The mastermind behind the Sept. 11 terrorist attacks is now sleeping with the fishes.
There’s a cold sense of satisfaction that comes from conjuring up the scene that must have played out somewhere on a U.S. Navy ship: Osama Bin Laden’s body, perhaps wrapped in a sheet, plunging into the water.
The last remains of a man who put so much evil in motion now lost forever in the ocean’s dark depths.
Good riddance. May the much-deserved bullet that ended bin Laden’s life bring about eternal atonement for his sins.
So many of us felt that biblical, eye-for-an-eye sense of justice Sunday night when hearing news reports about bin Laden’s death.
It was part of a complex storm of emotions: relief, a sense of closure and pride in the special forces team that tracked this killer down and accomplished its mission with no American or civilian casualties.
That sense of national accomplishment was earned.
At the same time, there was an uneasiness that came from watching the full-out street celebrations that broke out across the country Sunday night.
What should have been a moment of somber reflection instead became something else. Flags, high-fives, chants of USA! USA!
The same kind of jingoistic stuff that comes with Olympic hockey gold medals or professional sports team championships — except we were celebrating an assassination.
It was even more unsettling on Facebook. Posts included “Nah nah nah nah, hey hey hey goodbye!” One religious official I know put up a post clearly reveling in bin Laden’s death.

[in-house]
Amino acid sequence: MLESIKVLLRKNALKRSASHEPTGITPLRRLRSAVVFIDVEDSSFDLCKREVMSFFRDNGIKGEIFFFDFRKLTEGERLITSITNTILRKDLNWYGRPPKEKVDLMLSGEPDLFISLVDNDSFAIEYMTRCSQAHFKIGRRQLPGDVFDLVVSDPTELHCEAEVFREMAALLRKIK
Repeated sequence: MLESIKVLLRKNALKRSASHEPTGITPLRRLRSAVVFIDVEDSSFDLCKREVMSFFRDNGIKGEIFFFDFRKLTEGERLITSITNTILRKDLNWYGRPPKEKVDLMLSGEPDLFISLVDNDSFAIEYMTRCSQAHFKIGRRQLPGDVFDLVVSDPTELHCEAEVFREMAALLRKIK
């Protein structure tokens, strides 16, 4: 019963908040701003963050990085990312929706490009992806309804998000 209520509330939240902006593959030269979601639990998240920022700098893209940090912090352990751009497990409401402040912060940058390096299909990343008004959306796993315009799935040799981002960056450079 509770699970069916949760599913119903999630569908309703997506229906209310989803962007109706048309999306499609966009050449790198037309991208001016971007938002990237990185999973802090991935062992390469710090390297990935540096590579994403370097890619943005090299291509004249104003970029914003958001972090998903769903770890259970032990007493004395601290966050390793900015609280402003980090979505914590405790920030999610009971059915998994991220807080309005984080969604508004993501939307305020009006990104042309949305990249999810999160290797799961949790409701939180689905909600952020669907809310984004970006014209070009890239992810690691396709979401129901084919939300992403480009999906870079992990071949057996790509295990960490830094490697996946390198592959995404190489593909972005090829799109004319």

Had President Obama put bin Laden’s head on a pike and paraded it down Pennsylvania Avenue, we as a nation were ready to click as one on Facebook’s “Like” button.
Bin Laden was indeed the mass murderer that President Obama described him as Sunday night. He chose and deserved the death that came, finally, at the hands of U.S. soldiers. Our military forces’ heroism should not be underappreciated.
But the exuberance on display Sunday night did not compliment our nation.
Instead, it brought back memories of the dancing in the streets that took place in some Arab countries after 9-11, and the "Death to America" chants that rang through Iran during the hostage crisis.
Did our behavior Sunday night reflect American values? Or the bloodthirsty ones of our enemies? Did we control our grief and rage? Or did it control us?
We got the bastard. Yeah, I get that.
But this was not a game. It was a killing, however justified and necessary – not a three-pointer at the buzzer. A touch more restraint would have been more becoming.
The Opinion section is produced by the Editorial Department to foster discussion about key issues. The Editorial Board represents the institutional voice of the Star Tribune and operates independently of the newsroom.